Now let's consider how this works over events that are not independent. For this example, let's gin up some numbers:

\mathbb{P}(X) = 0.1 \quad\quad \mathbb{P}(Y) = 0.4 \quad\quad \mathbb{P}(X \cap Y) = 0.09.

Note that X\not\bot\; Y because \mathbb{P}(X\cap Y) \not = 0.04. Recall that because either X or Y are supersets of X\cap Y, their marginals cannot have a lower probability than their intersections.

Now let's compute values for either side of the equivalence \mathbb{P}(\neg X \cup Y) = p \equiv \mathbb{P}(Y\;\vert\; X) = p. First, the conditional probability:

\mathbb{P}(Y\;|\; X) = \frac{\mathbb{P}(Y\cap X)}{\mathbb{P}(X)} = \frac{0.09}{0.1} = 0.9 = p

Now for the left side of the equivalence, recall the definition of union:
\mathbb{P}(\neg X \cup Y) = \mathbb{P}(\neg X) + \mathbb{P}(Y) - \mathbb{P}(\neg X \cap Y).

Since we don't have \mathbb{P}(\neg X \cap Y) on hand, we will need to invoke the law of total probability to compute it: \mathbb{P}(\neg X \cap Y) = \mathbb{P}(Y) - \mathbb{P}(X\cap Y) = 0.4 - 0.09 = 0.31.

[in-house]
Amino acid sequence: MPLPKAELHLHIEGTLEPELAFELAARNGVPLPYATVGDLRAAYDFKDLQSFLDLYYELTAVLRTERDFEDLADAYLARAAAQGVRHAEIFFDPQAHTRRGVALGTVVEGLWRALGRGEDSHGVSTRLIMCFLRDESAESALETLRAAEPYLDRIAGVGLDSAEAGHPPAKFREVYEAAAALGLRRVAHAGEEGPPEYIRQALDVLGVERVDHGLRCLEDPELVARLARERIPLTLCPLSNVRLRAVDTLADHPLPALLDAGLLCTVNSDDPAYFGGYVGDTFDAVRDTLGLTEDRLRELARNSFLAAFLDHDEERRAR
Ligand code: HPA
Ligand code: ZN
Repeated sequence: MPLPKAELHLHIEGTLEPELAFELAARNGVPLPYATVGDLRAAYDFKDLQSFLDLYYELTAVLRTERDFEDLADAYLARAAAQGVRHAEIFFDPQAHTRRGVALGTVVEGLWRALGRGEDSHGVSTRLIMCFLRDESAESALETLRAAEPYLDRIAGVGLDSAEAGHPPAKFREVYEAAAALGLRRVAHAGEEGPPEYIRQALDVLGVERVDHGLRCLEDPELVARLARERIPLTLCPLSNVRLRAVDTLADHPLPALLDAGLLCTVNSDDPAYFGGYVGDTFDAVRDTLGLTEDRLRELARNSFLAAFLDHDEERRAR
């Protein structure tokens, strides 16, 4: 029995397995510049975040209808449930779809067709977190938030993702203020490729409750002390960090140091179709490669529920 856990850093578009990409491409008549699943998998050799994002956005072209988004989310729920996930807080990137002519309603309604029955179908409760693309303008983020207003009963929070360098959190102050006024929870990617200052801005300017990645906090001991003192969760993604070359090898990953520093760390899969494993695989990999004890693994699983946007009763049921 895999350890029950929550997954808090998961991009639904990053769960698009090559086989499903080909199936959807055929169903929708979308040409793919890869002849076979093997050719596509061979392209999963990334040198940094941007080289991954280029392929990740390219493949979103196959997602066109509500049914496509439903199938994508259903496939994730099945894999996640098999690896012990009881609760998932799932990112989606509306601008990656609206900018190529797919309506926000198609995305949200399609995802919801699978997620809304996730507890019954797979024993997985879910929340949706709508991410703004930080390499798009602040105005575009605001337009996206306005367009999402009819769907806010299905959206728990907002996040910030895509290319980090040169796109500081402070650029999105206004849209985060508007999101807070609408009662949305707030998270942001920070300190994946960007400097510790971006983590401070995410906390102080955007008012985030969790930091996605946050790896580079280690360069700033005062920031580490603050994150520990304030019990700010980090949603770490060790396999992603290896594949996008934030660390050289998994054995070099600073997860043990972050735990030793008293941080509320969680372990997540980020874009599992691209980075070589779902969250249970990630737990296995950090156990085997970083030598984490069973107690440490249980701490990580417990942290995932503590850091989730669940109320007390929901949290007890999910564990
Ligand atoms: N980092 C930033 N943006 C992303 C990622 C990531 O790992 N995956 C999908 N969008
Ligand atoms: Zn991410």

We can now substitute values in:
\mathbb{P}(\neg X \cup Y) = 0.9 + 0.4 - 0.31 = 0.99 = p.

Now our equivalence looks like this:
\mathbb{P}(\neg X \cup Y) = 0.99 \equiv \mathbb{P}(Y\;\vert\; X) = 0.9,
which isn't really much of an equivalence at all.

So what went wrong? Clearly things are different when our random variables are independent. Throughout the above reasoning, we assumed there was a correspondence between propositions and sets. This correspondence is flawed. Logical propositions are atomic, but sets are not. The intersection of non-independent sets illustrates this. We could have identified the source of this problem earlier, had we properly defined the support of the random variables. Instead, we proceeded with an ill-defined notion that propositions and sets are equivalent in some way.

Alternate Backends for PLASMA Crowdsourcing Tools